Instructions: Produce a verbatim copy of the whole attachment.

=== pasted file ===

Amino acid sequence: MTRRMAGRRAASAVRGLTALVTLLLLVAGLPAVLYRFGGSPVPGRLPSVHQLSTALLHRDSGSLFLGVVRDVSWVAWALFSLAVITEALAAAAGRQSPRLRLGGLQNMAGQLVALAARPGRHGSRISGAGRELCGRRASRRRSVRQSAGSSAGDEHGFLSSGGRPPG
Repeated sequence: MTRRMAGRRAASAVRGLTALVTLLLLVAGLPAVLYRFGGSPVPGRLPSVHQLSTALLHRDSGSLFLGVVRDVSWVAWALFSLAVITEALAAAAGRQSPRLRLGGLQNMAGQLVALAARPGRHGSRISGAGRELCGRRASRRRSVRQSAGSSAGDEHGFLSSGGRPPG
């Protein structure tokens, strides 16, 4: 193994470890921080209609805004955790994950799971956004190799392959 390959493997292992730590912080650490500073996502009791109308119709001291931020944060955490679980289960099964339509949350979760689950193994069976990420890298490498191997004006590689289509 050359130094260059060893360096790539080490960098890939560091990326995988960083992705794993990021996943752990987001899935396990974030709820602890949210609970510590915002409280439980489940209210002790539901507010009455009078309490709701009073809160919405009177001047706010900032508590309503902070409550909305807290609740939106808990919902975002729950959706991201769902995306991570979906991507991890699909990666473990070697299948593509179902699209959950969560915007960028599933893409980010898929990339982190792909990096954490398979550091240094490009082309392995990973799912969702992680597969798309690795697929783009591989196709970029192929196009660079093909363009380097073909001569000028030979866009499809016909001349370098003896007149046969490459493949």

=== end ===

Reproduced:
Amino acid sequence: MTRRMAGRRAASAVRGLTALVTLLLLVAGLPAVLYRFGGSPVPGRLPSVHQLSTALLHRDSGSLFLGVVRDVSWVAWALFSLAVITEALAAAAGRQSPRLRLGGLQNMAGQLVALAARPGRHGSRISGAGRELCGRRASRRRSVRQSAGSSAGDEHGFLSSGGRPPG
Repeated sequence: MTRRMAGRRAASAVRGLTALVTLLLLVAGLPAVLYRFGGSPVPGRLPSVHQLSTALLHRDSGSLFLGVVRDVSWVAWALFSLAVITEALAAAAGRQSPRLRLGGLQNMAGQLVALAARPGRHGSRISGAGRELCGRRASRRRSVRQSAGSSAGDEHGFLSSGGRPPG
């Protein structure tokens, strides 16, 4: 193994470890921080209609805004955790994950799971956004190799392959 390959493997292992730590912080650490500073996502009791109308119709001291931020944060955490679980289960099964339509949350979760689950193994069976990420890298490498191997004006590689289509 050359130094260059060893360096790539080490960098890939560091990326995988960083992705794993990021996943752990987001899935396990974030709820602890949210609970510590915002409280439980489940209210002790539901507010009455009078309490709701009073809160919405009177001047706010900032508590309503902070409550909305807290609740939106808990919902975002729950959706991201769902995306991570979906991507991890699909990666473990070697299948593509179902699209959950969560915007960028599933893409980010898929990339982190792909990096954490398979550091240094490009082309392995990973799912969702992680597969798309690795697929783009591989196709970029192929196009660079093909363009380097073909001569000028030979866009499809016909001349370098003896007149046969490459493949």